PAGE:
About one-fifth of patients prescribed an alpha blocker for lower urinary tract symptoms suggestive of benign prostatic hyperplasia have their prescription changed to another alpha blocker, and lack of efficacy is the main reason for the switch, according to a new study published online ahead of print in Urology.

Tae Nam Kim, MD, of Pusan National University Hospital in Pusan, Korea, and colleagues studied 3,200 patients who took 1 of 4 different alpha blockers (doxazosin, alfuzosin, tamsulosin, and silodosin). Of these patients, 694 (21.7%) had a prescription change to another alpha blocker after taking their first one for a mean 10.8 weeks.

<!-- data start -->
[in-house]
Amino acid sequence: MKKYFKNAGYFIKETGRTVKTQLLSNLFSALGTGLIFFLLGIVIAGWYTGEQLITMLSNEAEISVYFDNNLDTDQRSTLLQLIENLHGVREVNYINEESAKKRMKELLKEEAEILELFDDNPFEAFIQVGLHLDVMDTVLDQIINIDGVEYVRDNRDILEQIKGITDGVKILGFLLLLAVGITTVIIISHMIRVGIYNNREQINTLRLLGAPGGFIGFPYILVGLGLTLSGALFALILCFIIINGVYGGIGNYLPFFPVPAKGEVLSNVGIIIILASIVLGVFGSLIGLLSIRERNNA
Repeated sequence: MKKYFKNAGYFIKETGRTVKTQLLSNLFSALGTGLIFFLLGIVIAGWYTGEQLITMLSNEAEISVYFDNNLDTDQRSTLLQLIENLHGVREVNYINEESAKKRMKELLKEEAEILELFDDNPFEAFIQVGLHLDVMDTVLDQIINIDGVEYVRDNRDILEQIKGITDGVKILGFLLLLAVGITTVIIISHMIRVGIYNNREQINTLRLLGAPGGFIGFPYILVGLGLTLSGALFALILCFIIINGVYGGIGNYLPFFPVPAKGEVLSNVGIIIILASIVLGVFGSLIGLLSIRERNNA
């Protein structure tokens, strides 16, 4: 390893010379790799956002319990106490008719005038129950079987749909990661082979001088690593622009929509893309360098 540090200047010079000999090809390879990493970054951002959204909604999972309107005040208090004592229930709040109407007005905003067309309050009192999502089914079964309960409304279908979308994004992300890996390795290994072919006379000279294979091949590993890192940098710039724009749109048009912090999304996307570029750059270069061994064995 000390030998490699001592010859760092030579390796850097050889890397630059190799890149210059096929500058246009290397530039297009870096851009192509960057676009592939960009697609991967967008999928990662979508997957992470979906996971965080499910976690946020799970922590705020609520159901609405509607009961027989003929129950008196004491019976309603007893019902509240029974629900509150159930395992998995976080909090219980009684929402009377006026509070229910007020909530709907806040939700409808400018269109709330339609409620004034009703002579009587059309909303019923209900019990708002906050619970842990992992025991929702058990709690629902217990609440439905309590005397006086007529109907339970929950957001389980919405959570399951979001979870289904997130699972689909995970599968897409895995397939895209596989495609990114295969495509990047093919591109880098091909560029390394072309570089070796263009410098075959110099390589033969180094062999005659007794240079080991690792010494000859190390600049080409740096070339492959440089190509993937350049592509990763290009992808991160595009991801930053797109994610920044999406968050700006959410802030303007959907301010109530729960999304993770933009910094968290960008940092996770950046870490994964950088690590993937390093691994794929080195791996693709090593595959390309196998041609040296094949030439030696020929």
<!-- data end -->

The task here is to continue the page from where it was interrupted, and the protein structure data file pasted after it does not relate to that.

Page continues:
Reasons for the change were lack of efficacy (52.7%), adverse events (33.1%), cost (7.0%), inconvenience of taking the drug (4.1%), and cardiovascular morbidity (3.2%).

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